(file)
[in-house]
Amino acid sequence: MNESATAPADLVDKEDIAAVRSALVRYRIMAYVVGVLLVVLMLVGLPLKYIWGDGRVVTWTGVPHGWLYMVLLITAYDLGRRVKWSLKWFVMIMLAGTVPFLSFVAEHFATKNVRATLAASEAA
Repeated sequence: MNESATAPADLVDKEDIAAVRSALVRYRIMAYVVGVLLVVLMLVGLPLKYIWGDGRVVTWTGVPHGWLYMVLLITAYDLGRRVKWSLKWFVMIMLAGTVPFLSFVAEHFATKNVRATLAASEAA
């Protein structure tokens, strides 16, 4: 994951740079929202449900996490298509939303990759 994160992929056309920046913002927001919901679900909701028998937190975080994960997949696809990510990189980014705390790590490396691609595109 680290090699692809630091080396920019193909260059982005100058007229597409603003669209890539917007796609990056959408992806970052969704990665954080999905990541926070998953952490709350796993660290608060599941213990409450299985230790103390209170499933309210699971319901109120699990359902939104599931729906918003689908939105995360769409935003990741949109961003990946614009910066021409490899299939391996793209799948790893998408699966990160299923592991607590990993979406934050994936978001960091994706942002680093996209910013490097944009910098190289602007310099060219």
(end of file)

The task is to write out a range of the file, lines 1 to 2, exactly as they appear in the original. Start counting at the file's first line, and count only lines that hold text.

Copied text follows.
[in-house]
Amino acid sequence: MNESATAPADLVDKEDIAAVRSALVRYRIMAYVVGVLLVVLMLVGLPLKYIWGDGRVVTWTGVPHGWLYMVLLITAYDLGRRVKWSLKWFVMIMLAGTVPFLSFVAEHFATKNVRATLAASEAA